Tas Kabob is the ultimate one-pot comfort food. This dish is as effortless as layering all the ingredients in a pot, covering it, and cooking it until the vegetables have softened and the flavors come together.
There are many traditions behind this dish. Once upon a time this was truly a celebration of the Fall, when root vegetables would be layered in the pot along with either beef or lamb, and cooked until every ingredient had become soft and tender.
For me, there is something so special about this dish as it marks the beginning of Autumn by celebrating the season’s bounty.
Every year I find myself eagerly looking forward to the arrival of Fall and its seasonal produce: from an amazing variety of squashes including the sweet and tender butternut squash, to fruit like persimmons, quince, and pomegranate, and above all the extraordinarily flavorful Persian golden plums, known as Aloo Zard. These plums are golden in color and have a unique tart flavor which wins the hearts of all Iranians.
Khoresh Rivas is yet another Persian stew that celebrates the abundance of fresh herbs and Iranians’ never ending love affair with sour flavors. In the rest of the world rhubarb’s sourness is almost always moderated with sugar or strawberries, but Iranians use rhubarb in savory dishes precisely because of its sour flavor.
What I love most about this stew is that it showcases the easier side of Persian cuisine. Many of our Khoresh (stews) use multiple ingredients and take a long while to cook, but Khoresh Aloo Esfenaj has a simpler ingredient list and is easy to prepare for a weeknight meal.
The most unique item in this dish is Aloo Zard, Persian golden plums. These are not only bright and beautiful in color, but more importantly they are much more dynamic and flavorful than many plum varieties which tend to be just sweet. Aloo-Zard is both tart and sweet, and simply more flavorful.
Bij Bij is not only a fun name for a dish, it is also a staple for Caspian Sea folks. People from Iran’s Mazandaran Province call this dish “Vavishka” (clearly a name that originated in Russia), but in Tehran those who know of it call it Bij Bij. It is a comfort dish, made with ground meat, caramelized onions and spices, all cooked in a rich tomato sauce, and with eggs poached right in the middle. An all-round simple and flavorful dish that can be prepared in about an hour, with very little effort.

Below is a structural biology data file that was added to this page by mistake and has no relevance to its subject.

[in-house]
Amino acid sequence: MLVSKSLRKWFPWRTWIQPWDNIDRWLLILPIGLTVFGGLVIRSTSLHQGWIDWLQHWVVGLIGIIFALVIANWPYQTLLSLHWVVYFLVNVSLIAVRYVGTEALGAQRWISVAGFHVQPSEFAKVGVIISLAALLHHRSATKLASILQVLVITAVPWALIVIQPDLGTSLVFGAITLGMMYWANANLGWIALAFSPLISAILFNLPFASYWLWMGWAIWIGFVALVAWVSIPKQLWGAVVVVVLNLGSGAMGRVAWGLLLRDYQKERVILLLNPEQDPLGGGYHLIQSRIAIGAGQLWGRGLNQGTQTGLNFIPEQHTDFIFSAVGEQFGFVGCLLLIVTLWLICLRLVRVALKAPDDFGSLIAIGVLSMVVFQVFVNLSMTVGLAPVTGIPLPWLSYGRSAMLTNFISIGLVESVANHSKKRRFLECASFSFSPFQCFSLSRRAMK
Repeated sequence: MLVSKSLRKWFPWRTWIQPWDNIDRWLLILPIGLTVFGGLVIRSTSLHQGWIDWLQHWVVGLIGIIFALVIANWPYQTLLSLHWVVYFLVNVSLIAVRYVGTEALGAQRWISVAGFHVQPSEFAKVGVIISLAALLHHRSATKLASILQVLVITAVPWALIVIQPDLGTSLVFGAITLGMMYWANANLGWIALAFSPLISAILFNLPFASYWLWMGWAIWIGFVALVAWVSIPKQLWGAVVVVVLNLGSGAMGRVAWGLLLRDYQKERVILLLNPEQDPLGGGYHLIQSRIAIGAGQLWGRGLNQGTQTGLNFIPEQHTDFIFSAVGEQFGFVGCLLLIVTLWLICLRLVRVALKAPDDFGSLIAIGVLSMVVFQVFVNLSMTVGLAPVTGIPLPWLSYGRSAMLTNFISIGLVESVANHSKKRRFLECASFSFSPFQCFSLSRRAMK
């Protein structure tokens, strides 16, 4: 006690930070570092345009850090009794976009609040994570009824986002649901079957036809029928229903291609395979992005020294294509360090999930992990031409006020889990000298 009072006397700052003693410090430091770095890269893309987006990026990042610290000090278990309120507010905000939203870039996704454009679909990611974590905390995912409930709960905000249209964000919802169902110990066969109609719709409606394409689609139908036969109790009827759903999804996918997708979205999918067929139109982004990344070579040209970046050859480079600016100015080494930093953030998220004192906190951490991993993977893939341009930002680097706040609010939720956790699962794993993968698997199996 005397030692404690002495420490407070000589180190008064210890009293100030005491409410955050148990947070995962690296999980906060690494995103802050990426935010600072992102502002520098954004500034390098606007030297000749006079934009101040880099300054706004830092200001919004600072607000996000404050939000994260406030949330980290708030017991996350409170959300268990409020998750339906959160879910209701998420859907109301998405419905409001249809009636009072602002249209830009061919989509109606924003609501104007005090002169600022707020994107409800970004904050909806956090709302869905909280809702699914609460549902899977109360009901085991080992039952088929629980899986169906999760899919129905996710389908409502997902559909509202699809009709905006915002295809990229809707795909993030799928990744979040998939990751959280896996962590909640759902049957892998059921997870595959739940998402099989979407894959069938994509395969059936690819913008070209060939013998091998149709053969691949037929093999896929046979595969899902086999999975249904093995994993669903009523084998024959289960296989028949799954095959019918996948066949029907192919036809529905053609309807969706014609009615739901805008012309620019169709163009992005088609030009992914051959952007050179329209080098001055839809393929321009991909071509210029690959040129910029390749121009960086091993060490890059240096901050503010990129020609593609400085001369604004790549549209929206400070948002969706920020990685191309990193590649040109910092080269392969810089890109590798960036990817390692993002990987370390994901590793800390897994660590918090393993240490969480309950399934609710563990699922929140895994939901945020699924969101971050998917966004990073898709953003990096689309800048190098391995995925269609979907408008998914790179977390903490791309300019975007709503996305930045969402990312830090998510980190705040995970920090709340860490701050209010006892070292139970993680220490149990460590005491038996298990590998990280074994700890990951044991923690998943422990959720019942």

This is fesenjoon, another national culinary treasure of Iran. There aren’t many dishes that give you as much pleasure and joy of eating as fesenjoon! It’s inherently a simple dish, showcasing a perfect blend of simple and yet flavorful ingredients that are abundant in Iran, making it a celebration of natural resources.
The dish starts with walnuts that are ground into a coarse powder and features lightly-browned chicken pieces that are patiently cooked to tenderness in a pomegranate sauce. Choosing the best quality ingredients will ensure you have the best fesenjoon on the block!
Khoresh Bamieh comes originally from Khuzestan province in southern Iran, where it is traditionally prepared with a tamarind sauce. This variety, which is more common elsewhere in Iran, substitutes tomato sauce for the the less well known tamarind.
This is Ghormeh Sabzi, by many accounts Iran’s national dish!
Yes, there are Fesenjoon, Khoresht-e Bademjan and Zereshk Polo, and a myriad of other stews and rice dishes, not to mention a long list of Kebabs. But there is something so very special about Ghormeh Sabzi.
To learn about this dish is to learn some of the very specific nuances of Persian culture, tradition and cuisine.
This dish is an internal contradiction, much like Iran herself. The ancient Persian Empire vs. modern-day Iran; pre-revolution vs. post-revolution; traditional dishes vs. fast food.
This stew is a great representation of a dish in a culture that loves its fruits with their tart and sweet flavors! The chicken is cooked slowly with Persian spices (advieh), layered with carrots and saffron, and finished off with fresh orange segments before serving.
Quince is an ancient fruit that finds its origin in the Mediterranean and Middle East region, which offers the perfect climate for the tree to flourish. Quince is quite tart, dense and aromatic, and is typically not eaten raw; it is rather cooked in stews or baked in desserts or jams.